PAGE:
About Hellenic Parliament
A beautiful columned building styled in the neo-classical Greek fashion, the Hellenic Parliament is an imposing building located in Syntagma Square in the centre of Athens. Completed in 1843, the Parliament building was originally the Royal Palace of Greece and was designed by German architect Friedrich von Gärtner for King Otto.
Hellenic Parliament history
Greece’s first national parliament followed shortly after the 1843 independent state was signed into the constitution by King Otto. The Old Royal Palace was completed in the same year – the first royal palace of modern Greece.
After being damaged in a fire in 1884 and again in 1909, extensive renovation work was necessary to restore the palace but political events and the onset of World War One served to continually delay this work. Upon the transition of Greece from a monarchy to a republic in 1924, the palace served a variety of purposes including: public services, a makeshift hospital during World War Two and a museum for King George I.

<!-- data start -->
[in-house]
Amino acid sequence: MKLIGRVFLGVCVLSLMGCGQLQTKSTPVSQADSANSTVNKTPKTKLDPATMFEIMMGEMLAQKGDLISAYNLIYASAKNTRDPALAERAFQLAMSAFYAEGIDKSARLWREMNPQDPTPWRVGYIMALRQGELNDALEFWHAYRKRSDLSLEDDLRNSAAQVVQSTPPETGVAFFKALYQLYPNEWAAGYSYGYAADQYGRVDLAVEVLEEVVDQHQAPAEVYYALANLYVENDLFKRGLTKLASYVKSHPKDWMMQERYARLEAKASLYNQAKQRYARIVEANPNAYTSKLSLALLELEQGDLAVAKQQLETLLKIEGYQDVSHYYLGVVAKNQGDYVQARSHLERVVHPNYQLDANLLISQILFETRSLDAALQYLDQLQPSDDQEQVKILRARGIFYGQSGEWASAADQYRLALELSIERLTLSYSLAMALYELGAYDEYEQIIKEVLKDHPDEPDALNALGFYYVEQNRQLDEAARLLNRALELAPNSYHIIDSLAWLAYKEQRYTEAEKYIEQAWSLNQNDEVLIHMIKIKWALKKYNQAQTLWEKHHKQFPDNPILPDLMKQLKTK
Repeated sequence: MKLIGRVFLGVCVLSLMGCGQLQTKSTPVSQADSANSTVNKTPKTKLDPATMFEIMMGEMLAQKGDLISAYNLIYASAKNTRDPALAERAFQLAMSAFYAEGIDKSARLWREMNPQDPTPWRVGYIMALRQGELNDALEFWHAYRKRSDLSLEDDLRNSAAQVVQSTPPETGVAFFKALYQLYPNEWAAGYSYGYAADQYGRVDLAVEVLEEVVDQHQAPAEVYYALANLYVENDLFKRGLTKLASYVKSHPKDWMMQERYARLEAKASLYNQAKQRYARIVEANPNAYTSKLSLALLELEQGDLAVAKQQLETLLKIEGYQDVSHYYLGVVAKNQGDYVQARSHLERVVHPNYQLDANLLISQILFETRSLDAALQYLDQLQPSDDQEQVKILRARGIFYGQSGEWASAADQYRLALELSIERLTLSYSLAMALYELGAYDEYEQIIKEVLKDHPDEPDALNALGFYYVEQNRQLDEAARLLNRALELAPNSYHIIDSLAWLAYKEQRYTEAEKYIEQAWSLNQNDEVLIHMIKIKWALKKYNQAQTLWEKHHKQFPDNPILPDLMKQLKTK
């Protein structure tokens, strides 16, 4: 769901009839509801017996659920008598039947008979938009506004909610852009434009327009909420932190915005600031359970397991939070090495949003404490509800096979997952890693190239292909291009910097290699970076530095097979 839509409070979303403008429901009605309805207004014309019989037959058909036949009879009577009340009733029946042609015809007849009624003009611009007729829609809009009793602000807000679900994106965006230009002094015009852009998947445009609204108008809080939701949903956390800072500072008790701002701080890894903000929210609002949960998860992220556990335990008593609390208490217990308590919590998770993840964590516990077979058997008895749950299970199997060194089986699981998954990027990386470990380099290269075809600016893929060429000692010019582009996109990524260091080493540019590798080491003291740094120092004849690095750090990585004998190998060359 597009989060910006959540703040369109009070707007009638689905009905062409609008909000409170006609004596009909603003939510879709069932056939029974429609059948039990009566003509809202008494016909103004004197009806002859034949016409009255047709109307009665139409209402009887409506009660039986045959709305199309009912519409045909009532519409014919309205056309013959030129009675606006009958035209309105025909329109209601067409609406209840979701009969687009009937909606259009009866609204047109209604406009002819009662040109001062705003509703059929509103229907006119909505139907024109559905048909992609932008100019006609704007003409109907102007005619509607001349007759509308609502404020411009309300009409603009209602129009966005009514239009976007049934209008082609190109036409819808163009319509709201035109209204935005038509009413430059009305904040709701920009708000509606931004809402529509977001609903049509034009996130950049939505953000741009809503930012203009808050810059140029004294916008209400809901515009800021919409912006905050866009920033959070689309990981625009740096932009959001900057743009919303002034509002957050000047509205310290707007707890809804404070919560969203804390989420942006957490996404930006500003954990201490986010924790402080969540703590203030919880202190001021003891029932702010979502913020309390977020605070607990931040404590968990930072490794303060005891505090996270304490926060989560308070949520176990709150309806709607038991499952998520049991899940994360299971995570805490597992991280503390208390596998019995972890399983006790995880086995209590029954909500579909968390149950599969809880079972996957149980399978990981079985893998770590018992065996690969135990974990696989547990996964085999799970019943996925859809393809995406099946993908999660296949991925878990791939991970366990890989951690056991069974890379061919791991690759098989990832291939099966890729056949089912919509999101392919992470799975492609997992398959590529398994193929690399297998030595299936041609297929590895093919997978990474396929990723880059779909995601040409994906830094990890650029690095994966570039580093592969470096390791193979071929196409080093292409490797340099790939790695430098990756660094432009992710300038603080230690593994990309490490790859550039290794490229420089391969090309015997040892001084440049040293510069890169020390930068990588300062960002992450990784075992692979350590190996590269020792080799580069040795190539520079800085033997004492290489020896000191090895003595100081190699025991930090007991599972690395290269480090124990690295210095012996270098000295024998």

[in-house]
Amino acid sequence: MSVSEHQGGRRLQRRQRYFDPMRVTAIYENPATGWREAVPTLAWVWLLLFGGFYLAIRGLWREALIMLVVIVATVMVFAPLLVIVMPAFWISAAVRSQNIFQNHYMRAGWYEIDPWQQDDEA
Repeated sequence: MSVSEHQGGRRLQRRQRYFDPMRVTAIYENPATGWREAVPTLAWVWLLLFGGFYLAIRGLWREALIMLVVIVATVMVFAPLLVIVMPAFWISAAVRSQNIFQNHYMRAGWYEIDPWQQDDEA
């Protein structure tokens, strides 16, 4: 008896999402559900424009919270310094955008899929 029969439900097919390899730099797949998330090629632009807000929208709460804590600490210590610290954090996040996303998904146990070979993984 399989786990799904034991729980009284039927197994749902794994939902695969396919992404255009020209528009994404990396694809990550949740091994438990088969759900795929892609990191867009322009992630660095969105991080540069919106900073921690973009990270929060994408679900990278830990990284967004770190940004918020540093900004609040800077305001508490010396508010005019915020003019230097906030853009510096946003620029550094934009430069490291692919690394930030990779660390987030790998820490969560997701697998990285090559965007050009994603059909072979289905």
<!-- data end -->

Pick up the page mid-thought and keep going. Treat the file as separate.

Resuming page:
The new Government decided in 1929 that the palace would henceforth be used to house the Greek Parliament and it was therefore remodelled to suit this new purpose.
Hellenic Parliament today
Today the Hellenic Parliament is still in use as the centre of government as well as being open for visitors through pre-booked group tours. It remains a fine example of early neoclassicism and in front of the building is the Tomb of the Unknown Soldier which is guarded by Evzones, the Presidential Guard who wear the ‘fustanella’, or traditional full dress uniform.
On the hour you can see the Changing of the Guards which appears like a very slow dance and on Sundays at 11am the ceremony is much more elaborate and includes a marching band.
Getting to the Hellenic Parliament
Located in Athens’ central Syntagma Square, the Hellenic Parliament is easily found on foot or via public transport. In fact, an archaeological treasure trove was found when constructing the metro stop at Syntagma, which is along lines 2 and 3.
Otherwise you can get the T4 or T5 trams or the 025, 026, 027, 209, 227, 790, E14 and X14 buses to the square.
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